Friday, October 2, 2015

A Reel Review: THE MARTIAN

Three decades ago, Ridley Scott launched his name into the stratosphere of directors when he helmed two of the most iconic science-fiction films of all time. Since then, Scott has dabbled and played with nearly every filmmaking genre to varying degrees of success. His newest, THE MARTIAN, is a return to the sci-fi world which got him going, and is also a return of that director who once made space so fascinating.

Astronaut Mark Watney (Matt Damon) is stranded on Mars after a wicked sandstorm, and is presumed dead by his crew (Jessica Chastain, Michael Pena, Kate Mara, Sebastian Stan, and Aksel Hennie). While Watney tries to survive on his own with very little food and supplies, NASA (led by Jeff Daniels, Kristen Wiig, Sean Bean, and Chiwetel Ejiofor), tries to coordinate a world-wide rescue mission.

Based on the best-selling novel of the same name, THE MARTIAN in its early goings sets itself up as an old story in a new setting. It’s a stranded man trying to survive while fighting boredom; a story which shares DNA with Robinson Crusoe or CAST AWAY. But with the setting being the red planet, a place where crops don’t grow and water never falls from the sky or rises from the ground, THE MARTIAN transforms into the ultimate problem-solving movie. Watney, using only his wits and smarts, has to figure out how to make crops grow in a place where nothing grows, and make moisture come out of the air on a planet with no clouds. It’s a science-lover’s dream.

Back on Earth, the film takes an extra step in setting up the dire circumstances Watley is in. NASA, even with all of its resources and scientists, can’t simply launch a rocket the next day. Literally hundreds of days pass as the teams of scientists and administrators tackle the massive logistical problems of sending a rescue mission, all while racing the clock…as they must launch and land a mission before Watney runs out of food. Things go wrong a lot, and THE MARTIAN turns into one hell of a cosmic roller-coaster.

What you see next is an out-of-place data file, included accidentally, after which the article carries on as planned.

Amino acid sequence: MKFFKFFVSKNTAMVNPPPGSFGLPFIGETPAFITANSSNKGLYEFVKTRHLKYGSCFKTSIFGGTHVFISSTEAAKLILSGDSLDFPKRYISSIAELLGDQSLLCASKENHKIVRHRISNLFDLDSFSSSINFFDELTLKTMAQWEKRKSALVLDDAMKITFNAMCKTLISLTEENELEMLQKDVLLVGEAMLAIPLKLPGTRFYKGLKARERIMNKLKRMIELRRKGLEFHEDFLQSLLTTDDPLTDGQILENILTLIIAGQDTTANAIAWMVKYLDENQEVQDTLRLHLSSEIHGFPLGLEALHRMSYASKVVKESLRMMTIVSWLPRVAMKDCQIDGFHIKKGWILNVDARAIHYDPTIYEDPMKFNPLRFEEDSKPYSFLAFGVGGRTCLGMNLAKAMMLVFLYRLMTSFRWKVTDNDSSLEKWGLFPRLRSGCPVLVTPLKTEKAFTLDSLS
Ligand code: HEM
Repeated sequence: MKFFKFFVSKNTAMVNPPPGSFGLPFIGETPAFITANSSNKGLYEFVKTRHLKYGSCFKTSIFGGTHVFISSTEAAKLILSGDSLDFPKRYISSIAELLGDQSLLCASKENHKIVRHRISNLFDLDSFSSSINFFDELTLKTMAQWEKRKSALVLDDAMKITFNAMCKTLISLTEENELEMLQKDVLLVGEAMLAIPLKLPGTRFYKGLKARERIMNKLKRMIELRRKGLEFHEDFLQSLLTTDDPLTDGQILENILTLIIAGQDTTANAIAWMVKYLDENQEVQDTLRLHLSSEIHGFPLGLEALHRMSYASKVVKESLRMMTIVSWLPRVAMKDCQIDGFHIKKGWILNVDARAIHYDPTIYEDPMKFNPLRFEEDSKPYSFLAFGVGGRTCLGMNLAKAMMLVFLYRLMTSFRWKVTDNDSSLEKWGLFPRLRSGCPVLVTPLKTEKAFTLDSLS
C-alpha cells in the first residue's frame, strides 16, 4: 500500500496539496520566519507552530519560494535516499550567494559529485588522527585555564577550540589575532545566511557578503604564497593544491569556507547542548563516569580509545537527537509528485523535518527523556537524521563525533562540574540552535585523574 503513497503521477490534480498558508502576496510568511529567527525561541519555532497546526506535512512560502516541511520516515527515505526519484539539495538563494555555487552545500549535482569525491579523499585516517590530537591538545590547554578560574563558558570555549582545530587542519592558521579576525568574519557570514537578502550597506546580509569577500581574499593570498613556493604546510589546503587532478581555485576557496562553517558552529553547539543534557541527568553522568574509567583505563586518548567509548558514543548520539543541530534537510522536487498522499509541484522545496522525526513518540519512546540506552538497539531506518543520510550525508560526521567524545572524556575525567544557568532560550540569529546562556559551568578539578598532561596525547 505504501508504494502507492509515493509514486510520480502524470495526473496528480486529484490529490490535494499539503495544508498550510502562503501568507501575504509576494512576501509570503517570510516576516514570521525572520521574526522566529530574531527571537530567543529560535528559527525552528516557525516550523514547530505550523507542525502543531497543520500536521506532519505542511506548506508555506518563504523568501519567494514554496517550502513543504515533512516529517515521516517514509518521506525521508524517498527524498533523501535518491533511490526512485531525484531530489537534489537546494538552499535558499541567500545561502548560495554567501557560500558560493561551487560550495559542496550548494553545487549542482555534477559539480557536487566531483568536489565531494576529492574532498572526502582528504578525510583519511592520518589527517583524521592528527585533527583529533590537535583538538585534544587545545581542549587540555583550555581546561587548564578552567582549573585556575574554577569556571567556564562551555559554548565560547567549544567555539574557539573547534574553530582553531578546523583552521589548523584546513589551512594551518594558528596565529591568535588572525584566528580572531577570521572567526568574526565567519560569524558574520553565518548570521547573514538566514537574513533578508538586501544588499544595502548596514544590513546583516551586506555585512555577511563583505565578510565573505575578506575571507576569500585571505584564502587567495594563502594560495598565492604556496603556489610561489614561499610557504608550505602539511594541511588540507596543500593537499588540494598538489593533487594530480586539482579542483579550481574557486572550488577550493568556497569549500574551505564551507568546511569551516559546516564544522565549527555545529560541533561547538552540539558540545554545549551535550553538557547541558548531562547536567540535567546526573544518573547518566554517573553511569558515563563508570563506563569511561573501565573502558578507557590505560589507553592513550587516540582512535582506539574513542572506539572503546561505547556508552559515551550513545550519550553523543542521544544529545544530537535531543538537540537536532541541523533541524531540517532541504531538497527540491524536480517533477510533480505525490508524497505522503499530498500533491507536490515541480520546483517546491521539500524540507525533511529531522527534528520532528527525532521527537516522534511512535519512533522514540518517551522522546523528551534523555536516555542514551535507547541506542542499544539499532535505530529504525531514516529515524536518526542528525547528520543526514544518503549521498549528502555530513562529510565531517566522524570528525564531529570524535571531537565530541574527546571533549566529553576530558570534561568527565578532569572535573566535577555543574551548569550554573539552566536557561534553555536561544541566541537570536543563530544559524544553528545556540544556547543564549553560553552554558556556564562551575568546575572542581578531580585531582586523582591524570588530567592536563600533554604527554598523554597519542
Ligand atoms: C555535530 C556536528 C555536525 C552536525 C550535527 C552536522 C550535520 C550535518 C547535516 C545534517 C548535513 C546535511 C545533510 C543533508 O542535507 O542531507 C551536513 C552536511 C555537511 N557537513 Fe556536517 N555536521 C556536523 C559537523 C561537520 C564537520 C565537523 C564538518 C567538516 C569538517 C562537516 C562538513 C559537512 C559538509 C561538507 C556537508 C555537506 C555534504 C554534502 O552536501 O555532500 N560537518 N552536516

Even with all of the ups and downs and thick science-talk in the script, THE MARTIAN never loses sight of its characters. Watney especially, who obviously gets most of the screen-time, and in a clever move of having him keep a video diary (for his own sanity and for the official record), we learn a lot about the man. His crew, which eventually factors into his rescue and the people back on Earth, are also developed well enough that we can care about how hard they’re trying to bring him home. For a movie that is mostly about one man, it still manages to hold its own as an ensemble piece…all working together for a common goal.

Ridley Scott makes the Martian landscape look deadly and beautiful at the same time. The visual effects are stunning, and the Red Planet looks as real as it ever did. Pacing is brisk, the humor lands in all of the right places, and the sequences which take place in the vastness of space are breathtaking. The goddamn 3D is awesome in some places, but useless in others, and the dimness robs the film of its vibrancy; the whites of the astronaut’s suits look grey and Mars loses a lot of its fire-red.

Matt Damon puts in a marvelous performance. While he only goes deep a few times, there is a never moment that we’re not cheering for him. He is funny and tragic at the same time, and it doesn’t take long for Matt Damon the actor to disappear and Mark Watney the astronaut and scientist take over. The rest of the super-sized cast is excellent.

The finale is an emotional wallop and brings home the notion of love and dedication in a film which mostly feels cold thanks to its lifeless surroundings; both on Mars and in the chilly offices and control rooms of NASA. This is very much a human story, surrounded by a great cosmic adventure which is thrilling and intriguing for both sci-fi fans and film-lovers. As he once did thirty years ago, Ridley Scott has composed a classic in space.


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